Part six will resume on Monday, after we take a break for the weekend.
Stanley Allridge was 7 years old when two of his older brothers, Ron and James, were arrested and charged with capital murder. “That was the first time I’d seen my father cry,” Stan remembers. “He said, ‘Your brothers are in trouble.’ But after that, it wasn’t really discussed. We just started dealing with it.”
Stan and the two other surviving Allridge brothers witnessed Ron’s execution in 1995, when Stan was 18 and had just graduated from high school. “I didn’t really believe it at all, until later,” he recalls. “When I was finally leaving the Walls Unit [in Texas] and driving home, that’s when it hit me, that’s when the tears came. But everybody dealt with it in our own individual ways. We didn’t talk about it at all, or we talked about it vaguely but not how we felt about what we had seen. How do you talk about that? We never really thought it was going to happen. It’s not like he was terminally ill. It’s a murder. You just don’t get ready for a murder.”
Afterwards, Stan says, “I felt like my life had totally changed. I would be separated from other individuals. I was forced into this state of manhood. Witnessing death, witnessing a murder, is something that’s totally different. I knew my life would be different – I didn’t know how, but I knew.”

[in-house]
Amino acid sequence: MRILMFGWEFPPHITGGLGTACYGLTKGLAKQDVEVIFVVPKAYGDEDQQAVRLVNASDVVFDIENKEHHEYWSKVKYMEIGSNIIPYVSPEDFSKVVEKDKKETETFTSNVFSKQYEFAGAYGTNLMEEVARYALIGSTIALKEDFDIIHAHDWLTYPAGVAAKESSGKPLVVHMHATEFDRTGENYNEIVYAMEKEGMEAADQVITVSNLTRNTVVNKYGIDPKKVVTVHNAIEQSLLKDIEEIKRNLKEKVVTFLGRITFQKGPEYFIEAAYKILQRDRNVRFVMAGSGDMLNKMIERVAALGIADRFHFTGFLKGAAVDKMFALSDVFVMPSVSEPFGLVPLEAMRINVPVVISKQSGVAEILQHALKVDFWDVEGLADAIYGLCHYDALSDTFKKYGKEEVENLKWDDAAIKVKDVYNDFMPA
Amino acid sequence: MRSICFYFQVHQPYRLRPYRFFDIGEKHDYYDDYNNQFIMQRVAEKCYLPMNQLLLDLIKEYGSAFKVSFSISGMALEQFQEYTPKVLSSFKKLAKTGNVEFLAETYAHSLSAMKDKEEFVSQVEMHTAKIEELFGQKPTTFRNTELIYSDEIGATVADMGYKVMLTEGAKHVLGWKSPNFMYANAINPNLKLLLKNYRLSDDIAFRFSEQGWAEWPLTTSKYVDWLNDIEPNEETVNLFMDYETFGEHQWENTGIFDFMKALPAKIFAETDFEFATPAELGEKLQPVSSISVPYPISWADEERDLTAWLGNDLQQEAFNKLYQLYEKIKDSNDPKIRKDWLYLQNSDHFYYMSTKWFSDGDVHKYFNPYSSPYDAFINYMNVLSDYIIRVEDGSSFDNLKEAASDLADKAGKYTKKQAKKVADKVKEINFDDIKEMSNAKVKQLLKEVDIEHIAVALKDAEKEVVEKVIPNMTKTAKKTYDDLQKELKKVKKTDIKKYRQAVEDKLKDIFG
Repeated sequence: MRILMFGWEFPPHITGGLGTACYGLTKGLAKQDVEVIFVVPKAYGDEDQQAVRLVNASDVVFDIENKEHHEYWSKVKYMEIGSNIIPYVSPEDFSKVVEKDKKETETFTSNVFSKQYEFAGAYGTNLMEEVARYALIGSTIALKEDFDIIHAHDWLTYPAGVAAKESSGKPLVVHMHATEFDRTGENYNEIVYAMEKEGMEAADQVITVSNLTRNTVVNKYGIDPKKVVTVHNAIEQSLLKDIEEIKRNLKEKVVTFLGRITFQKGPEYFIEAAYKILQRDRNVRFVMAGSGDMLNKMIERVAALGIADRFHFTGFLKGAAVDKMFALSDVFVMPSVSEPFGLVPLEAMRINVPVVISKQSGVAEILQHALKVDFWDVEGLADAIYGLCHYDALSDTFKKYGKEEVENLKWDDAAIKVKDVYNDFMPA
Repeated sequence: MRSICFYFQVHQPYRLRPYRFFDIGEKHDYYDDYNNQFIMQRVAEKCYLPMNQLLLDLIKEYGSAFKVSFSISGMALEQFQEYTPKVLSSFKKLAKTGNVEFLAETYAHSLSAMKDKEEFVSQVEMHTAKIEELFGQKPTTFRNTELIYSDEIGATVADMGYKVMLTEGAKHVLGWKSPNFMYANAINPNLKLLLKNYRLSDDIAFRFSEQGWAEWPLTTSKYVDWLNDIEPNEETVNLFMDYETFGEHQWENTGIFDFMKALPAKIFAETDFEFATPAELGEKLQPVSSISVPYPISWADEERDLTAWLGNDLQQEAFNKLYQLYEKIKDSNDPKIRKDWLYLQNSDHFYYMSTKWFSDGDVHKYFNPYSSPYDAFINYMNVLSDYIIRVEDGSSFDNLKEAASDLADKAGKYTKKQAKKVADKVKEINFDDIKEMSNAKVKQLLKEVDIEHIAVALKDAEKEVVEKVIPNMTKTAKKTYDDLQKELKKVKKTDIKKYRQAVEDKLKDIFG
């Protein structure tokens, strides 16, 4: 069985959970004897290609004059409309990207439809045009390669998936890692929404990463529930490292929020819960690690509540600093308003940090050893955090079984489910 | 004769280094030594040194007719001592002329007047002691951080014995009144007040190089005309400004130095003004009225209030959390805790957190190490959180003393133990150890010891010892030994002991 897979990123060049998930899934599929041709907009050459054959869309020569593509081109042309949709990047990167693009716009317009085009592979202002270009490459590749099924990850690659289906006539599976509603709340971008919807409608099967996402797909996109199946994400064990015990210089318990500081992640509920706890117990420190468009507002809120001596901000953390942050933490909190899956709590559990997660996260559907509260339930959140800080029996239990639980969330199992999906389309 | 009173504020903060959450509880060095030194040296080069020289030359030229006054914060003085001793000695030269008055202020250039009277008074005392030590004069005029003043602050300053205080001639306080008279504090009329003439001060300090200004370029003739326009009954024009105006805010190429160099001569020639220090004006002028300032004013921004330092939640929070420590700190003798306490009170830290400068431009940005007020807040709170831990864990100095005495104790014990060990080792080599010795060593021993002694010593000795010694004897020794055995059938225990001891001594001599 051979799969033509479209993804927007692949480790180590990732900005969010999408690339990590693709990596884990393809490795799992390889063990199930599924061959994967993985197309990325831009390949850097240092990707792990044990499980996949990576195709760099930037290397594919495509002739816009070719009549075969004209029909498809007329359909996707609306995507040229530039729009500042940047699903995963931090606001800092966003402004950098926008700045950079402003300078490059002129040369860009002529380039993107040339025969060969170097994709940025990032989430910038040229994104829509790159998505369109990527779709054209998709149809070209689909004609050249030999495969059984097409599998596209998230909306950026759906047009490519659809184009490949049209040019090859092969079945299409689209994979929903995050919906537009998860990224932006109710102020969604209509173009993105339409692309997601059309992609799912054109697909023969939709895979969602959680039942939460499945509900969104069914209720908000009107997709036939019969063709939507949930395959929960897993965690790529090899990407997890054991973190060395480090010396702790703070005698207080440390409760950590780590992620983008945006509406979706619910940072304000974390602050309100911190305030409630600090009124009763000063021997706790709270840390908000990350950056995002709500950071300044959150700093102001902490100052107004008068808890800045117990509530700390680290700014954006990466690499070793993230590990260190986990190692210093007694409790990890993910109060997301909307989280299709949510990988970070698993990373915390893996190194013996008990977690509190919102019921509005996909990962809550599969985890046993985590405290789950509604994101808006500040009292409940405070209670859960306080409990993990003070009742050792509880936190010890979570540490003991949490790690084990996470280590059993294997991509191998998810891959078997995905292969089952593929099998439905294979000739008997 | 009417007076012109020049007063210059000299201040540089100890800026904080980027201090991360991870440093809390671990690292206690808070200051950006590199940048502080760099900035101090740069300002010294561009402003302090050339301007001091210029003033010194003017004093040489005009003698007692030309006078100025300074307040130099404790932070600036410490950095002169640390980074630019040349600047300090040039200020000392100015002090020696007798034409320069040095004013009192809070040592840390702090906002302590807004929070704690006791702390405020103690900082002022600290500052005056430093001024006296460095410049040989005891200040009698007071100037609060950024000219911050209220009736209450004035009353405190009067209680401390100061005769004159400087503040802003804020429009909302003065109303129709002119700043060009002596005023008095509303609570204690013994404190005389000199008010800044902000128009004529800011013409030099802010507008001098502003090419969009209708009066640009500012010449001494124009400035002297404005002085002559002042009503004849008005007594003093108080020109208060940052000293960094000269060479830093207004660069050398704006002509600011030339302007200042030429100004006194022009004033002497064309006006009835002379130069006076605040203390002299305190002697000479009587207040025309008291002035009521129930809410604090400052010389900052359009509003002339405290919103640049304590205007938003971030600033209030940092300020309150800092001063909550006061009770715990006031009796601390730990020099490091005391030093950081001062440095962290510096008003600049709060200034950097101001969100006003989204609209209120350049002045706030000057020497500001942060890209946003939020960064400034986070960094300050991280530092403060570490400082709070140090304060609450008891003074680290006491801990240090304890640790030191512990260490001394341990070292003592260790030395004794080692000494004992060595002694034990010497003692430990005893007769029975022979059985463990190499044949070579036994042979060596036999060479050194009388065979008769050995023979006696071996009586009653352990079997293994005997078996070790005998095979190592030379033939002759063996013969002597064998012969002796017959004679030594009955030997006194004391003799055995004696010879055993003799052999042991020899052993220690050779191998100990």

Nine years later, Stan witnessed his brother James’s execution. Now, having seen two of his brothers put to death, he has become an outspoken activist, speaking to audiences about his brothers’ lives and about the effect of the death penalty on a family.
To read Creating More Victims: How Executions Hurt the Families Left Behind, go here, scroll down to near the bottom of the front page of the web site, and click on the report.